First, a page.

6 Ways to Improve Your PowerPoint Presentations

At some point in time, we’ve all been required to give a presentation in front of a group. Maybe it was when you were in school, or perhaps it was for your department or company. No matter the setting, there are specific things that make a presentation memorable and exciting for the audience.

A great presentation requires more than a brilliant idea. A great presentation incorporates a slide show with text, video, web links, and interactive components. One of the most commonly used presentation tools is PowerPoint. When done correctly, PowerPoint can significantly enhance the overall presentation and help your audience follow along with what you are saying. When done incorrectly, a PowerPoint presentation can bore your audience and serve as a crutch or teleprompter for the speaker. Yikes.

Here are a few ways you can improve your PowerPoint slides and create a more dynamic and engaging presentation.

1.) Create a brand specific template

You presentation is an extension of your brand. The look and feel of the images and PowerPoint slides should align with your brand’s overall feel. For example, don’t create a PowerPoint that is casual and kitschy if you present your company as buttoned up and classic. This can create a disconnect. That doesn’t mean you shouldn’t add humor to your slides, but stay on point and on message.

2.) Save your slides as JPEGs

Nothing is worse than discovering that the format and text you spent hours perfecting is altered when you go to give your presentation. In order to prevent your format or fonts from changing on different computers, consider saving your slides as JPEGs. Once you finalize your presentation, save each slide as a JPEG and insert the JPEGs back onto your slides. The overall file size will increase, but this is an easy way to ensure that your PowerPoint won’t change when displayed on a different computer.

3.) Use “Presenter View”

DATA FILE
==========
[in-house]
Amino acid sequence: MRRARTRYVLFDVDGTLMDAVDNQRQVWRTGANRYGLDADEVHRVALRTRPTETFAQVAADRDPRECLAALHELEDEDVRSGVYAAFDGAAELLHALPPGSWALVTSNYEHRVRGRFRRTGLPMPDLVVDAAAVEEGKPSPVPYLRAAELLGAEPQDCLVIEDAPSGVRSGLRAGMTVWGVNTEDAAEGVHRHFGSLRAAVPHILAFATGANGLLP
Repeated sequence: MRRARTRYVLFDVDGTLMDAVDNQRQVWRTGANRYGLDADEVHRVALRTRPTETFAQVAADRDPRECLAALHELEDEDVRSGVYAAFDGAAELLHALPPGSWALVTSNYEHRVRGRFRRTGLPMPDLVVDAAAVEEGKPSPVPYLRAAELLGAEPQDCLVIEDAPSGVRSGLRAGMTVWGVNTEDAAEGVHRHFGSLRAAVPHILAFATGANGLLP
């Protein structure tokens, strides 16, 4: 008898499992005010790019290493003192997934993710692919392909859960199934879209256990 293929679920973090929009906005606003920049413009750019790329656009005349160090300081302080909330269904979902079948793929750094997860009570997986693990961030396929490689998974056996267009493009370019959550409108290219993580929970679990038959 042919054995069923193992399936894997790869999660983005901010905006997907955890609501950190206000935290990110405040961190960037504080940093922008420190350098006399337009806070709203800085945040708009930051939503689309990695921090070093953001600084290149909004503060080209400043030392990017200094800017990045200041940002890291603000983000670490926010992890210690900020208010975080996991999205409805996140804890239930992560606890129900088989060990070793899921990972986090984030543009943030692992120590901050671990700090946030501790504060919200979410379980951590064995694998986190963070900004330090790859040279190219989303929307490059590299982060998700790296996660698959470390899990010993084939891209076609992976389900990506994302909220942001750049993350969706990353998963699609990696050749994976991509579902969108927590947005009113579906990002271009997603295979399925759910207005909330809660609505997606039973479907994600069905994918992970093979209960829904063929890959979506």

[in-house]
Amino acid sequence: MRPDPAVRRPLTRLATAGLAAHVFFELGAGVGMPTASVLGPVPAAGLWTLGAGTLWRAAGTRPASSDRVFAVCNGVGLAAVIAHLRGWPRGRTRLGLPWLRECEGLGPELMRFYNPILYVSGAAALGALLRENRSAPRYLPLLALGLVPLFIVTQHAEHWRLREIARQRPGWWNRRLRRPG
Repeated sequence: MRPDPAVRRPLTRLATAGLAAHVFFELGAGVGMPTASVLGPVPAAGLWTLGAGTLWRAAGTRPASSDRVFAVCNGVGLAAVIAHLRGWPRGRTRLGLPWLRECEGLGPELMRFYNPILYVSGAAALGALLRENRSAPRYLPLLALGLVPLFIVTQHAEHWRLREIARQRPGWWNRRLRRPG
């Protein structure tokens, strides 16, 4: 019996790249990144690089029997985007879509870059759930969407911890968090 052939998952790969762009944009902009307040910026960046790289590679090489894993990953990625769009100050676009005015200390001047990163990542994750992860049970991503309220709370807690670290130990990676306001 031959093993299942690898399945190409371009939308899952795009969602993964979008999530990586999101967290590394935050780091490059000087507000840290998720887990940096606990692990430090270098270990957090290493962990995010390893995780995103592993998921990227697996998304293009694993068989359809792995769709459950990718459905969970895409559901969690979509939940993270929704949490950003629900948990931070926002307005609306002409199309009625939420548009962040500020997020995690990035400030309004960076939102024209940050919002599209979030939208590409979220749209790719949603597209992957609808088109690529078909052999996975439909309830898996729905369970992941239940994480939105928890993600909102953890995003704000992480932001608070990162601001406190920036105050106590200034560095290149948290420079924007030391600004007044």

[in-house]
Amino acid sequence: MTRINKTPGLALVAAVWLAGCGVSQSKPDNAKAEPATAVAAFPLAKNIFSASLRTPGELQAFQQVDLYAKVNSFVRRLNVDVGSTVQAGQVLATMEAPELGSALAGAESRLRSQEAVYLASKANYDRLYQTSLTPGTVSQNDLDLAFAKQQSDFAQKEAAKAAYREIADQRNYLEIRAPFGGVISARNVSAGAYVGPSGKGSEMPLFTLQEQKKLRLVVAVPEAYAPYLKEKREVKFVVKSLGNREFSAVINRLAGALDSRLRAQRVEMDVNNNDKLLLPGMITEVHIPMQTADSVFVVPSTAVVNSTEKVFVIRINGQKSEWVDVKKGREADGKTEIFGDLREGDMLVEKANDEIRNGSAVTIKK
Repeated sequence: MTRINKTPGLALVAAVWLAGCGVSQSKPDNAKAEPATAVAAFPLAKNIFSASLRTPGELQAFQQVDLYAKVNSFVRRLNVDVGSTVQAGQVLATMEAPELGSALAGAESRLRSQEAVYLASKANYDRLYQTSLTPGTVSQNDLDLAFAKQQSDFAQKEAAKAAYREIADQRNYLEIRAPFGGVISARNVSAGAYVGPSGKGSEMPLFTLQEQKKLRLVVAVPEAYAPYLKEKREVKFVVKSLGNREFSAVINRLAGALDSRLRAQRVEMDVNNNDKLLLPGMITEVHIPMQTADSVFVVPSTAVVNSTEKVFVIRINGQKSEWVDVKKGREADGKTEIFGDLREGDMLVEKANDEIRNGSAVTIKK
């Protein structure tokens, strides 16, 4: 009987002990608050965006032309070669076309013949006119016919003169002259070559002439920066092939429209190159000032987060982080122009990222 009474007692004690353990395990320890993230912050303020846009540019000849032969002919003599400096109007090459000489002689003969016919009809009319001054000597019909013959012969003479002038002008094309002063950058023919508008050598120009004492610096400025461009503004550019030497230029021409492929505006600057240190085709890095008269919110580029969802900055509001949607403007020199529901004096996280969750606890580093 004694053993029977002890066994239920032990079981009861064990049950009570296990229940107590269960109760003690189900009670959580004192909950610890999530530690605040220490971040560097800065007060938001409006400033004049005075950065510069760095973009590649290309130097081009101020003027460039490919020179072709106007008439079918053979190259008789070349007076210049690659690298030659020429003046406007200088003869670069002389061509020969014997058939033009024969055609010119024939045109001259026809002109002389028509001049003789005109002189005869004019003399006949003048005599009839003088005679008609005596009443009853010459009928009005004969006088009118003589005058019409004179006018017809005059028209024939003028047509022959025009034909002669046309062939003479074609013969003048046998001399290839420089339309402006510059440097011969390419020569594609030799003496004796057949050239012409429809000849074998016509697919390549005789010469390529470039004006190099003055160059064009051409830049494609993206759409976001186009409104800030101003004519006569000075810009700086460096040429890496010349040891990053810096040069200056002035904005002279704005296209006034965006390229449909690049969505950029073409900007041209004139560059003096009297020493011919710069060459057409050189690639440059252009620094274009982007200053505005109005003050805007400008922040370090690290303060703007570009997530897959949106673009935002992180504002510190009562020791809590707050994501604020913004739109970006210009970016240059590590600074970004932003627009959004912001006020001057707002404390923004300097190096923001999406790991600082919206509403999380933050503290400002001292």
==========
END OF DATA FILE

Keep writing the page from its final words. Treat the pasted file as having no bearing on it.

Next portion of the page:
Presenter View is an extremely underutilized tool in PowerPoint. It is found under the “Slide Show” tab. On this screen, the presenter can input additional notes and a timer, as well as your main presentation slides. However, your audience will only be able to see the main projected presentation. Presenter View remains hidden from others and is useful in helping the presenter keep track of time and create a more natural-sounding presentation.

4.) Rely on visuals instead of text

Nobody enjoys a text heavy presentation. In fact, using paragraphs of text is a sure way to put your audience to sleep. Instead rely on visuals to get your point across. Don’t use PowerPoint as a teleprompter for what you want to say. You should have practiced your presentation to the point that you could give it without any aids or visuals on hand. Remember, your PowerPoint isn’t supposed to serve as an outline of your presentation; it is supposed to amplify and enhance your message with visuals, graphs, and video.

5.) Be selective, and stay simple!

Simply put, be choosy with your content! Not everything you want to say or demonstrate needs to be a sentence or slide on your PowerPoint. This will only overwhelm or bore your audience. Only use visuals, words, and bullet points that are absolutely necessary. Although visuals are best for getting your point across, overusing images or using irrelevant pictures will confuse your listeners. Keep it simple and straightforward, and your audience will be thankful.

6.) Don’t give out a copy of the presentation

Giving out a copy of your slides is a big mistake. A PowerPoint deck is supposed to support the speaker and be used alongside the presentation. They are not meant to stand-alone. If you would like to provide something for your audience, design a handout with the important information and data from your speech. Designing your PowerPoint like a handout with the intent to give copies to your audience will result in an overcrowded, cluttered, and text-heavy slide deck.

Remember you are your brand. Of course, each presentation, topic, and audience is very different. Take the time to plan and strategize – before you start outlining your speech – to determine what tactics will be most effective for you.

What tips or presentation guidelines have you found useful or beneficial? Do you have any other suggestions for improving a PowerPoint presentation? Share your ideas and thoughts in the comments below.